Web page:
A heart for charity

Vanessa A. Balbuena (The Freeman) - October 18, 2014 - 12:00am

CEBU, Philippines - Newly-crowned queen Valerie Weigmann won’t be the only half-Filipino in the Miss World finals stage come December 14th – vying for the blue crown alongside the Fil-German is half-Cebuana Arielle Diane Garciano, a towering beauty who loves humba and enjoys riding jeepneys.

Currently in the country for a mix of business and pleasure (she’s doing charity work and spending time with Filipino relatives, among others), Arielle also took the time to meet Miss World Philippines franchise owner Cory Quirino and witness the pageant’s coronation of Weigmann recently.

The 22-year-old was more than impressed with the spectacle of Filipina beauty she saw that evening. And no, she’s not treating Weigmann as a fierce rival just yet, as she’s expressed eagerness to bond with her fellow half-Pinay once they all gather in London, England to determine Megan Young’s rightful successor.

“It was amazing. I loved it! The girls were so beautiful, and they did so well. It was mind-blowing, as they were just gorgeous. Unfortunately, I didn’t get the chance to meet the winner [Weigmann] because she was already crowded with people and I had an early morning. But I will meet her when I get to London, so I’m looking forward to that,” remarked Arielle, who works as a branch sales coordinator at Plumbing World Christchurch.

Arielle’s dad Melvin, is a seaman who hails from Poro town of Camotes Island, while her mom Diane is British. The two met 32 years ago in Lyttletown of Christchurch, New Zealand where Diane was working in a supermarket and where Melvin’s assigned ship would dock thrice.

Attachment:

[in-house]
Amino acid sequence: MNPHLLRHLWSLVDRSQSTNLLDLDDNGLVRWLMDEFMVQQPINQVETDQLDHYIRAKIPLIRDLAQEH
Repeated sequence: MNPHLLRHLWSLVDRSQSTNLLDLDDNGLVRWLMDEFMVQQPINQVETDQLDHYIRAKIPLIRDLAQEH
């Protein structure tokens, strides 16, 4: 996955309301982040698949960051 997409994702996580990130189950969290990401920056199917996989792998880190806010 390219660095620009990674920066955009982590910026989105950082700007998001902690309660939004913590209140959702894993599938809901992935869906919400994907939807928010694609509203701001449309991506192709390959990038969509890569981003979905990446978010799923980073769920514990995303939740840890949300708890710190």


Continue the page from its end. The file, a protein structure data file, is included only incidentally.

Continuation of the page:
This is Arielle’s fourth visit to her father’s homeland, and just as in previous trips, she’s raring to bond with cousins “because I only get to see them every other four or five years. It’s really special when we’re together. It’s like we grew up together,” she said.

Growing up straddling two cultures and nationalities made Arielle feel “very special.”

“My parents have told me about my Filipino heritage since I was young. I’ve always been really proud to be half-Filipino, and I’ve always dreamed of coming to the Philippines.  It’s really special being half-Filipino, especially in New Zealand where everyone’s asking what my nationality is, because I don’t look really Filipino, and I don’t look really Kiwi as well. So everyone’s always wondering where I come from,” she shared.

People would often remark how she inherited her royal bearing from her mom, while her eyes, smile and sense of humor were unmistakably from her dad, Arielle said.

“Dako kaayong kalipay akong gibati. Wa nato damha maka anak ta ug Miss World New Zealand,”  remarked her dad when asked how he felt of her daughter’s success in the pageant arena.

Melvin made sure Arielle and her three other siblings also knew their Filipino cuisine, so he taught his wife how to cook adobo, humba, tocino, sinigang – just some of the Philippine menu staples that Arielle loves.